ICBC chairman Chen Siqing resigns as Chinese banking industry undergoes leadership reshuffle

Chen Siqing, the lender’s chairman and executive director, has tendered his resignation to the board of directors, with immediate effect, according to a company statement on February 1.

The statement said Chen, 63, was resigning because of his age, that he had no disagreement with the board, and that no matters relating to his resignation would need to be brought to the attention to the bank’s shareholders and creditors.

“During his tenure … Mr. Chen Siqing has performed his duties diligently and conscientiously, always strived for innovation and was keen to make progress,” the statement said. “The board of directors of the bank would like to express its sincere respect and heartfelt gratitude to Mr. Chen Siqing for his excellent contributions to the bank.”

In a separate announcement, ICBC said Liao Lin, bank president and vice-president of the board, had been elected as the new chairman.

Liao’s appointment is subject to approval by the National Administration of Financial Regulation (NAFR), which falls under the State Council, China’s cabinet.

To ensure the “smooth operation and management of the bank,” Liao will perform the president’s duties until a new president officially takes office, the statement said.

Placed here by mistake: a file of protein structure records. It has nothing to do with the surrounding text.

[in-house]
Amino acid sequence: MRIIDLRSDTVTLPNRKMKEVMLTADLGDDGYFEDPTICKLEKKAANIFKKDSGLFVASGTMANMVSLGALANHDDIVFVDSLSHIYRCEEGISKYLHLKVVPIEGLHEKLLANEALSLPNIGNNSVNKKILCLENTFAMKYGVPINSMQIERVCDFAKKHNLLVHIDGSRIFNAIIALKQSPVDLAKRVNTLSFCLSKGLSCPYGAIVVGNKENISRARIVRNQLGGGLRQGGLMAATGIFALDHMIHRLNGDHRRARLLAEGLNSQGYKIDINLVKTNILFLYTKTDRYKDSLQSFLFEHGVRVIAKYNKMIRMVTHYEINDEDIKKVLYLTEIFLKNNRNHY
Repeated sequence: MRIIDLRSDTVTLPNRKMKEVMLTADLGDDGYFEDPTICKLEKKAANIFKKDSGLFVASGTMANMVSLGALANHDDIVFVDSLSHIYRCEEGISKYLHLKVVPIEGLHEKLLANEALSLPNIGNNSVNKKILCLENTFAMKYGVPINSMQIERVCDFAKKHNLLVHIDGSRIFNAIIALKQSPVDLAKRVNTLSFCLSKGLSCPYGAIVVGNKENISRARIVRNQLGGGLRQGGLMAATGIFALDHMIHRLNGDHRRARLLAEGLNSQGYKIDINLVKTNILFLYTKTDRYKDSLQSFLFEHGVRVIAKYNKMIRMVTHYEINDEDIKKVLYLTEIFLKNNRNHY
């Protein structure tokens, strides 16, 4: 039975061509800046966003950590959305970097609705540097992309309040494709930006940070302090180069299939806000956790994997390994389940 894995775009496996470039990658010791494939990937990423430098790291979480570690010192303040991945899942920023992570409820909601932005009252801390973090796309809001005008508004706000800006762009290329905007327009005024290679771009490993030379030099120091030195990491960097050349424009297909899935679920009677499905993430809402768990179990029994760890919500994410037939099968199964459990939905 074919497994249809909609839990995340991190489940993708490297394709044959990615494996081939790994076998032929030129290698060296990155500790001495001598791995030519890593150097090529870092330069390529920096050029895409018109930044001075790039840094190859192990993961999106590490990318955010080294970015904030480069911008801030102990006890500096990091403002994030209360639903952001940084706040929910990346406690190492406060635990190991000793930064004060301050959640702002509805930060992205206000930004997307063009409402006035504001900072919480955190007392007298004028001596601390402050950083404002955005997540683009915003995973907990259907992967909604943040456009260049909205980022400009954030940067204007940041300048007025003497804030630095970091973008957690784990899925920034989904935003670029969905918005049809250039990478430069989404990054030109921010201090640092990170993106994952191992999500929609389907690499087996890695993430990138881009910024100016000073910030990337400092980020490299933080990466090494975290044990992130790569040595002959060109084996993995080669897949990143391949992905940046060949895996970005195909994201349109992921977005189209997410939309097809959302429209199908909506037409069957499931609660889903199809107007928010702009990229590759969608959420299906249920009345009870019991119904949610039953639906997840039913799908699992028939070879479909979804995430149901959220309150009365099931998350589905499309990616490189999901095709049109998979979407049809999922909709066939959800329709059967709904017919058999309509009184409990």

The changes follow a series of resignations and appointments that have happened across China’s banking sector since the start of the year. Most recently, on January 30, the Bank of Shanghai, which is majority-owned by state-controlled companies, appointed a new chairman and president.
The following day China Everbright Bank, which is backed by the finance ministry and Central Huijin Investment, announced it too had appointed a new chairman. That change came after the arrest last month of China Everbright Group’s chairman and party secretary, Tang Shuangning, on suspicion of embezzlement and bribery.

The high turnover of senior executives may be down to bosses reaching retirement age as well as a crackdown on corruption and misconduct in the industry, according to Shen Meng, director at Beijing-based investment firm Chanson & Company.

“The government implemented ‘high-pressure cleaning’ of illegal and irregular activities in the financial system, and took stronger measures to regulate the behaviour of financial institutions,” said Shen.

“As the clean-up enters its next stage, and as executives [reach retirement] age, many banks are now seeing vacancies for more senior positions, and hence the recent series of personnel changes.”

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